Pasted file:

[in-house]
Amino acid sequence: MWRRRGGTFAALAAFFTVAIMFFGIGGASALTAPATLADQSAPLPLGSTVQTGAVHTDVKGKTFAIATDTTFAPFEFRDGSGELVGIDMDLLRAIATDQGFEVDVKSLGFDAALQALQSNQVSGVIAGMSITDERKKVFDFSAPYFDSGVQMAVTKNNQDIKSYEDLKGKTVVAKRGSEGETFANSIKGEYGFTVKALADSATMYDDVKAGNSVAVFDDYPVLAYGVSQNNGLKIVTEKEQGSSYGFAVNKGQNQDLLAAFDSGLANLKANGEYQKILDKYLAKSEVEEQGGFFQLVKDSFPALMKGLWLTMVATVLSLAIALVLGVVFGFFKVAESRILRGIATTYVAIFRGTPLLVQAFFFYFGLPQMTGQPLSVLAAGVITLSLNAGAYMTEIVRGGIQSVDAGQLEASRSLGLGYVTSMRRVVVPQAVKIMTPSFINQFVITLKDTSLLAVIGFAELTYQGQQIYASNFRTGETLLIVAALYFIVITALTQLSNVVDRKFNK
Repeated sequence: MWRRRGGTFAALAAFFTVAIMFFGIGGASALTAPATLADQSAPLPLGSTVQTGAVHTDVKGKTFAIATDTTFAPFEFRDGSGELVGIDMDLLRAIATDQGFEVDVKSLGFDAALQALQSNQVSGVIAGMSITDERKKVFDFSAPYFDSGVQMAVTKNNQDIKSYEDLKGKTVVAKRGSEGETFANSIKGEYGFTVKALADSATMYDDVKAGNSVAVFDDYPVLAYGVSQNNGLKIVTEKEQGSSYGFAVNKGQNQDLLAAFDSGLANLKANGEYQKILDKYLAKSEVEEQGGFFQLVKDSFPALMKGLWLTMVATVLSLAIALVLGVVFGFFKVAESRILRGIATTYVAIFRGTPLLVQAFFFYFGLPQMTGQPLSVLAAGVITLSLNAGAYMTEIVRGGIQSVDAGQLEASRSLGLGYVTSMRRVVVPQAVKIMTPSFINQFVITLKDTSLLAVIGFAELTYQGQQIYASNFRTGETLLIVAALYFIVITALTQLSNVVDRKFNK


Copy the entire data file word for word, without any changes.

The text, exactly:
[in-house]
Amino acid sequence: MWRRRGGTFAALAAFFTVAIMFFGIGGASALTAPATLADQSAPLPLGSTVQTGAVHTDVKGKTFAIATDTTFAPFEFRDGSGELVGIDMDLLRAIATDQGFEVDVKSLGFDAALQALQSNQVSGVIAGMSITDERKKVFDFSAPYFDSGVQMAVTKNNQDIKSYEDLKGKTVVAKRGSEGETFANSIKGEYGFTVKALADSATMYDDVKAGNSVAVFDDYPVLAYGVSQNNGLKIVTEKEQGSSYGFAVNKGQNQDLLAAFDSGLANLKANGEYQKILDKYLAKSEVEEQGGFFQLVKDSFPALMKGLWLTMVATVLSLAIALVLGVVFGFFKVAESRILRGIATTYVAIFRGTPLLVQAFFFYFGLPQMTGQPLSVLAAGVITLSLNAGAYMTEIVRGGIQSVDAGQLEASRSLGLGYVTSMRRVVVPQAVKIMTPSFINQFVITLKDTSLLAVIGFAELTYQGQQIYASNFRTGETLLIVAALYFIVITALTQLSNVVDRKFNK
Repeated sequence: MWRRRGGTFAALAAFFTVAIMFFGIGGASALTAPATLADQSAPLPLGSTVQTGAVHTDVKGKTFAIATDTTFAPFEFRDGSGELVGIDMDLLRAIATDQGFEVDVKSLGFDAALQALQSNQVSGVIAGMSITDERKKVFDFSAPYFDSGVQMAVTKNNQDIKSYEDLKGKTVVAKRGSEGETFANSIKGEYGFTVKALADSATMYDDVKAGNSVAVFDDYPVLAYGVSQNNGLKIVTEKEQGSSYGFAVNKGQNQDLLAAFDSGLANLKANGEYQKILDKYLAKSEVEEQGGFFQLVKDSFPALMKGLWLTMVATVLSLAIALVLGVVFGFFKVAESRILRGIATTYVAIFRGTPLLVQAFFFYFGLPQMTGQPLSVLAAGVITLSLNAGAYMTEIVRGGIQSVDAGQLEASRSLGLGYVTSMRRVVVPQAVKIMTPSFINQFVITLKDTSLLAVIGFAELTYQGQQIYASNFRTGETLLIVAALYFIVITALTQLSNVVDRKFNK